New rating reveals which car models are most vulnerable to keyless hacking

New rating scale introduced by Thatcham Research identifies the cars that are most susceptible to "relay theft" using high-tech gadgets to hack the keyless entry system.

Car security experts Thatcham Research have launched a new vehicle safety rating scheme relating to the relay-theft risk that many UK motorists currently face.

Out of the 11 models reviewed and tested by Thatcham, six were described as ‘poor’ in terms of their lack of built-in security measures to stop car thieves hacking the keyless entry systems.

The Suzuki Jimny SUV got the lowest rating possible – “unacceptable” – for the lack of security options.

Despite the need to highlight the dangers of keyless entry hacking, the new rating scheme has been criticised by the car industry for “signposting” the most vulnerable cars to criminals and confusing consumers.

Suzuki Jimny blue

Suzuki’s Jimny SUV received the worst possible rating for keyless entry security

The new Thatcham rating scale for keyless entry security has five different categories to rate cars on: superior, good, basic, poor and unacceptable.

Following the first round of tests they conducted of 11 new car models, six of them received a score of ‘poor’.

These included popular family cars such as the Ford Mondeo, Kia ProCeed, Toyota Corolla Hybrid and the Hyundai Nexo. As well as these, even the more expensive Porsche Macan SUV received a rating of ‘poor’.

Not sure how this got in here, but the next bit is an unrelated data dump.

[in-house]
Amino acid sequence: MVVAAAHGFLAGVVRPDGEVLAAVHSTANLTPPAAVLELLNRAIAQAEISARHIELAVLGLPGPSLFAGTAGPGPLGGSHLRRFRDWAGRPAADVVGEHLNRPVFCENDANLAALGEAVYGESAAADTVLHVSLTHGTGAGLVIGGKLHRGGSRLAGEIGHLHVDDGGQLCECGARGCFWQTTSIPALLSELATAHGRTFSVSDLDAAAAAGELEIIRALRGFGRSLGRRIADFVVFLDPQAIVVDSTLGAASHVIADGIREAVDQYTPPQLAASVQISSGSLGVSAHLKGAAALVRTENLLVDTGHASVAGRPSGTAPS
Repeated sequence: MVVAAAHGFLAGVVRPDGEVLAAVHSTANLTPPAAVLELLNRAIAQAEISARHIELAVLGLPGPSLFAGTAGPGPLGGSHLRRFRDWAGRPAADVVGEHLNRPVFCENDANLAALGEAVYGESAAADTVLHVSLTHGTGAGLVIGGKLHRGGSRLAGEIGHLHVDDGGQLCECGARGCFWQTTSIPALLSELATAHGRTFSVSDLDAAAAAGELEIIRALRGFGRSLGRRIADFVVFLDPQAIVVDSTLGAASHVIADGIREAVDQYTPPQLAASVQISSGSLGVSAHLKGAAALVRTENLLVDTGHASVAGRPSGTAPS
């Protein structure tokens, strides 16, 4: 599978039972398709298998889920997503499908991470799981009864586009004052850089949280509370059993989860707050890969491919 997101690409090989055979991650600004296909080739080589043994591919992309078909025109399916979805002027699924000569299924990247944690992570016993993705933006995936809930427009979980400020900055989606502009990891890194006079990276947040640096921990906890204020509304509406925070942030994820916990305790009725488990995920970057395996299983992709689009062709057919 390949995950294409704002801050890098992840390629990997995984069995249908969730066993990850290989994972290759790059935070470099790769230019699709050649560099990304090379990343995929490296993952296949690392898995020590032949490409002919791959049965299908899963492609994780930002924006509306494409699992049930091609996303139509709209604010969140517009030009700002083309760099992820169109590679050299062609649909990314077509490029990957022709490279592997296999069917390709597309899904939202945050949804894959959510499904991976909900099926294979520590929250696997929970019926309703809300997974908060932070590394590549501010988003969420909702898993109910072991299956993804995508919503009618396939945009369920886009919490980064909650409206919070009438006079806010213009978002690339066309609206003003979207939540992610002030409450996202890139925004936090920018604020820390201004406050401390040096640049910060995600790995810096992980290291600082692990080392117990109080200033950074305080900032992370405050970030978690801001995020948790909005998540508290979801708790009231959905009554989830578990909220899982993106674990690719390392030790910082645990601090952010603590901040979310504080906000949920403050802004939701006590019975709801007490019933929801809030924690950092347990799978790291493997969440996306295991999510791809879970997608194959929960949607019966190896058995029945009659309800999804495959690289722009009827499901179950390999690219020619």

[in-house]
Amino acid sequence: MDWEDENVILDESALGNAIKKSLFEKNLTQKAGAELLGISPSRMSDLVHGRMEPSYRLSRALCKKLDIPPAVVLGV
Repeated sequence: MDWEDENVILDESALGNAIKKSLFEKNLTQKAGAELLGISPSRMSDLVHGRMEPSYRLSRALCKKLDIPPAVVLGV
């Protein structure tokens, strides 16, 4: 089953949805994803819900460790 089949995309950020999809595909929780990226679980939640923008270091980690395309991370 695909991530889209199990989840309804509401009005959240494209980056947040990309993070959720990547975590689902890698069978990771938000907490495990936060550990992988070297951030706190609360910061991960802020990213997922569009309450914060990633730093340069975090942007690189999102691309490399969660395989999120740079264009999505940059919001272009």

All of these cars were found by Thatcham to have a lot of security features, but none had adequate preventative systems that would stop thieves from hacking the keyless entry system and accessing the car remotely.

Thatcham’s chief technical officer Richard Billyeald said:

“We’ve seen too many examples of cars being stolen in seconds from driveways.

“Most of the cars rated ‘poor’ would have achieved at least a ‘good’ rating had their keyless entry/start systems not been susceptible to the relay attack.

“Security has come a long way since vehicle crime peaked in the early 1990s. But the layers of security added over the years count for nothing when they can be circumvented instantly by criminals using digital devices.”

Although more than half of the 11 initially tested cars didn’t perform well, Thatcham’s did praise some of the models.

The remaining four cars below all received ‘superior’ ratings:

  • Audi E-tron
  • Jaguar XE
  • Range Rover Evoque
  • Mercedes B-Class
Jaguar XE

The Jaguar XE was one of four car models that received a ‘superior’ rating

These car models were given the highest possible rating because they have secure wireless technology for their keyless entry and ignition systems, or they provide key fobs that ‘go to sleep’ when they are not in use so that they cannot be hacked.

Although the rating scale has been developed to provide consumers with more information regarding how secure certain new cars are, the Society of Motor Manufacturers and Traders (SMMT) has said it has “serious concerns” about the rating scheme.

SMMT chief executive Mike Hawes said of the rating system:

“It doesn’t compare like with like, failing to differentiate vehicles with keyless and traditional entry systems in a combined rating and failing to distinguish between different model grades and specifications.

“It confuses rather than simplifies a very complex issue and will not help consumers, rather offering a signpost to thieves and increasing the risk of targeted criminal activity.”

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